BP employs a system known as BHGE Plant Operations Advisor in its Gulf of Mexico Atlantis facility. It can run 40 million calculations on 40 pieces of equipment in one day. This enables the company to fix issues in turbines, compressors and other systems before they happen. The plan is to deploy this on all BP assets within the next two years. Additionally, digital analysis helped BP discover that it had 200 million more barrels of oil in one Gulf field than expected. Looney said the calculations involved would have taken 1,000 years to complete in 1919. They can now be done in two weeks.
Looney ended with a shift in how gas turbines are being sold. He gave the example of a turbine BHGE is supplying to a BP site in Trinidad. “Rather than buying it, we will pay for power by the hour,” said Looney. “As we pay for reliability rather than a piece of equipment, BHGE has an incentive to make it more reliable. In turn, it provides them with a predictable revenue source over decades rather than at one point in time.”
Saipem, too, has a strong relationship with BHGE for oil and gas. Stephano Cao, CEO of Saipem, said years of cost cutting is not enough. He is preparing the company for the digital world to be able to take advantage of big data, the Internet of Things (IoT) and analytics. He is also focused on developing local skills in the various markets where the company is active in conjunction with universities and local authorities to train more people on digital technology.
“Together with the digital revolution, we must develop a different way of dealing with clients, the countries in which we operate and our stakeholders,” said Cao. “We need to be more collaborative rather than operating in opposition.”
Reinhard Ontyd, Chief Commercial Officer, Nord Stream 2 pipeline, spoke about bringing Russian gas to Europe through the Baltic Sea from Finland, Sweden and into Germany. This will be operational by 2019. Nord Stream 2 will close Europe’s natural gas import gap due to lower LNG availability, and increase security of supply. A market study by the University of Cologne predicted the pipeline could save European consumers 8 billion euros every year.
The Nord Stream 2 pipeline will deliver gas from the Bovanenkovo gas field in Russia’s Yamal Peninsula, which holds 4.9 trillion cubic meters of gas reserves. The pipeline runs from the Baltic shore west of St. Petersburg to the German Baltic coast near Greifswald. It will also require compressors to keep gas moving to the European coast.
Mark Gyetvay, CFO and Deputy Chairman of the Management Board at Novatek, followed with an indepth briefing on Yamal LNG. This project is one of most challenging in the world, but the reward potential is high — 1.4 tcm of natural gas reserves. Train 1 entailed the drilling of 38,000 pylons due to the permafrost surface.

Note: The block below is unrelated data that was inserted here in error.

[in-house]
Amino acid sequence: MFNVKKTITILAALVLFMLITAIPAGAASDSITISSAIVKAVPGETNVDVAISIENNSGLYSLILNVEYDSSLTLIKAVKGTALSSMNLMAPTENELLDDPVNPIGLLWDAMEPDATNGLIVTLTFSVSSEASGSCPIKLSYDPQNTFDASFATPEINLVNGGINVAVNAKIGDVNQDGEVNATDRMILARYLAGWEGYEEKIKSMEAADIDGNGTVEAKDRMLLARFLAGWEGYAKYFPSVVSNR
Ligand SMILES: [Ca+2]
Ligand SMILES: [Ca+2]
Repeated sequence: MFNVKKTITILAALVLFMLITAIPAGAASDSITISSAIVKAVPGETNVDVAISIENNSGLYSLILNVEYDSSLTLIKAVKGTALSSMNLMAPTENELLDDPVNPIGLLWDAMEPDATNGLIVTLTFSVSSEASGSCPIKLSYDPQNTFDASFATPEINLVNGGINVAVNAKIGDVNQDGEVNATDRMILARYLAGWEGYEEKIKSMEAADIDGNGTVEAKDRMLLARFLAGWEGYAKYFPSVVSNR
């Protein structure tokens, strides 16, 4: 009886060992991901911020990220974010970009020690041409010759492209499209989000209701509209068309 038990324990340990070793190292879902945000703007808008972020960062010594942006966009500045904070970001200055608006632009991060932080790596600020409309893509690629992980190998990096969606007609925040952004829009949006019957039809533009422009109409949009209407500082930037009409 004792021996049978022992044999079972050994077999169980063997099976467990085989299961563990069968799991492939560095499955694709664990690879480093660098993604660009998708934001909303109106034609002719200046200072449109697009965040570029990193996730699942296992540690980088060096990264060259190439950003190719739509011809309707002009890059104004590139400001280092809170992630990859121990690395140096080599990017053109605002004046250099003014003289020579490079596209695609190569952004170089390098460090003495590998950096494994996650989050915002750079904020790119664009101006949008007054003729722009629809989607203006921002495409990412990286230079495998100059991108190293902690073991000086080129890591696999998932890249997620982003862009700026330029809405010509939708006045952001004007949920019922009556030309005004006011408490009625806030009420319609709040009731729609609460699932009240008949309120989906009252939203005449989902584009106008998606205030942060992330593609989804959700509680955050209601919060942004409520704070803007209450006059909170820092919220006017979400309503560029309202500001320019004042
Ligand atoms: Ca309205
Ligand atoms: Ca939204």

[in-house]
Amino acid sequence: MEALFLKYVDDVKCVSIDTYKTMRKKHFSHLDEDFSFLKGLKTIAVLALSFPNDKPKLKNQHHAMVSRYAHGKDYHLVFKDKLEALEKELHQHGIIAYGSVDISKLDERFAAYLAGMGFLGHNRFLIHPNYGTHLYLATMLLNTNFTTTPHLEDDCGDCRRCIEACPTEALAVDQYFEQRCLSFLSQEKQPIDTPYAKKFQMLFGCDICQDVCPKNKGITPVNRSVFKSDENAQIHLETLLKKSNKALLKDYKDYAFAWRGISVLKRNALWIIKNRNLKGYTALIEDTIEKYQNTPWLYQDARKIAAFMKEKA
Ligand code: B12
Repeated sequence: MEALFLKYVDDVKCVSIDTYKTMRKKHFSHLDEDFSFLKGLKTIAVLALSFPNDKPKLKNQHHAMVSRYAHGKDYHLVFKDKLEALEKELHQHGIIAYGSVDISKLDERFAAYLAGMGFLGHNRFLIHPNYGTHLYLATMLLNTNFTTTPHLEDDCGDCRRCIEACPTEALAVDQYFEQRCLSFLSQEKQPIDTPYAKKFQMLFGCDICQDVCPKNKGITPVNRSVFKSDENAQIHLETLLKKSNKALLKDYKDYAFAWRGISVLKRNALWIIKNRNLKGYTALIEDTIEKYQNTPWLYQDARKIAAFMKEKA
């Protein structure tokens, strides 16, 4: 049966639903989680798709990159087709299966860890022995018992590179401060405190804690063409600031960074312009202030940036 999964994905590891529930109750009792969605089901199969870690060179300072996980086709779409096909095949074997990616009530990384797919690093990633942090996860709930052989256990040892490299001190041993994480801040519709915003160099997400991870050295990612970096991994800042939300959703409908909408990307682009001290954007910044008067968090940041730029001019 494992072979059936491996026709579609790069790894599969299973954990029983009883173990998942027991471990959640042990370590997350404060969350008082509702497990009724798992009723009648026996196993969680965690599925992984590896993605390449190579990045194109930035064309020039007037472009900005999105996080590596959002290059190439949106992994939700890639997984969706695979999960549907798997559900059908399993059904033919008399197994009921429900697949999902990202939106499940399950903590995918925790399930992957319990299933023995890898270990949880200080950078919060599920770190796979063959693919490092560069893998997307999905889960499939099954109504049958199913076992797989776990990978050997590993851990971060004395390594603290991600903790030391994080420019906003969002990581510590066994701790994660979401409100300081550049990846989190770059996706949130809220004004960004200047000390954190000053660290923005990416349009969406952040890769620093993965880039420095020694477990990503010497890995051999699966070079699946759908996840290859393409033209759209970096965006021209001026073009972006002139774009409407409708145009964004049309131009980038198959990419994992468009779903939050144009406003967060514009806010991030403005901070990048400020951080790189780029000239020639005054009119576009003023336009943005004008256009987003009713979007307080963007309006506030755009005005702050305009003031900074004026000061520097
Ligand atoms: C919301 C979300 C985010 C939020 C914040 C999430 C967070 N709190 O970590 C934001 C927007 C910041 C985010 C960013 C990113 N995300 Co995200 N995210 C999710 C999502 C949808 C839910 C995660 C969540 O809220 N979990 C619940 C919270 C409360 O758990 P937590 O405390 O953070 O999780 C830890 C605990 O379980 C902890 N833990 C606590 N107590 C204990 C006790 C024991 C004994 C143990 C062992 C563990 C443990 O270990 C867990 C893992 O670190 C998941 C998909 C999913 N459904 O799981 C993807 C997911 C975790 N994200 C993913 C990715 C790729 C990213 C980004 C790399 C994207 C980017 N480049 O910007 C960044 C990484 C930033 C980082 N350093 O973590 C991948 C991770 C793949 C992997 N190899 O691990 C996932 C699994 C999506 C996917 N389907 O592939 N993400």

Heat exchangers are used to manage the permafrost to keep the ground stable. Special ships navigate and crush through ice of up to two meters thick to keep supply lines flowing. Some 208 wells are being drilled at 19 well drilling pads. The liquefaction plant consisting of three production trains of 5.5 mmt of annual capacity per train. The first train began production at the end of 2017. After the gas is brought out of the ground, initial separation removes mechanical impurities, water and methanol. Separated gas is supplied to the liquefaction trains.
The process involves removal of acid gas and methanol, dehydration, mercury removal, as well as extraction of liquefied petroleum gas and a propane cooling loop before the LNG is stored in cryogenic tanks. A power plant is also present with a capacity of 376 MW. Turboexpanders increase gas treatment efficiency.
Yamal LNG’s second and third trains will be operational in 2018 and 2019, respectively. With the experience gained at Yamal LNG, the company has launched Arctic LNG 2 about 70 km away. Once fully operational Arctic LNG 2 will have a production capacity of 18 million tons compared to Yamal LNG’s 16.5 million tons. Novatek is selecting Italy’s Saipem to build offshore platforms for Arctic LNG 2. As it is built on solid rock, Arctic LNG 2 should save 30% compared to the Yamal LNG project, Gyetvay said.
The Kamchatka Transshipment Complex is being established in the region to provide 20 million tons of LNG per year of planned capacity. Construction begins this year. This will enable the company to deliver LNG to the China market in 18 days, halving the time it previously took. BHGE is partnering with Novatek on both these projects to provide a wide range of turbomachinery equipment and services.
Data is the new oil
Mikko Hyppönen, Chief Research Officer of computer security firm F-Secure, delivered a lecture on cybersecurity. While he applauded the move to bring operational technology (OT) and IT together, he delivered a warning. “Whenever a device is called smart, it is vulnerable,” said Hyppönen. “However, the upside of using digital technologies outweighs the downside of potential attacks.” Security, he added, is a process, not a technology product. He urged the audience to make computer security a board-level subject. Only by doing so, can digitization become a true enabler of organizational goals.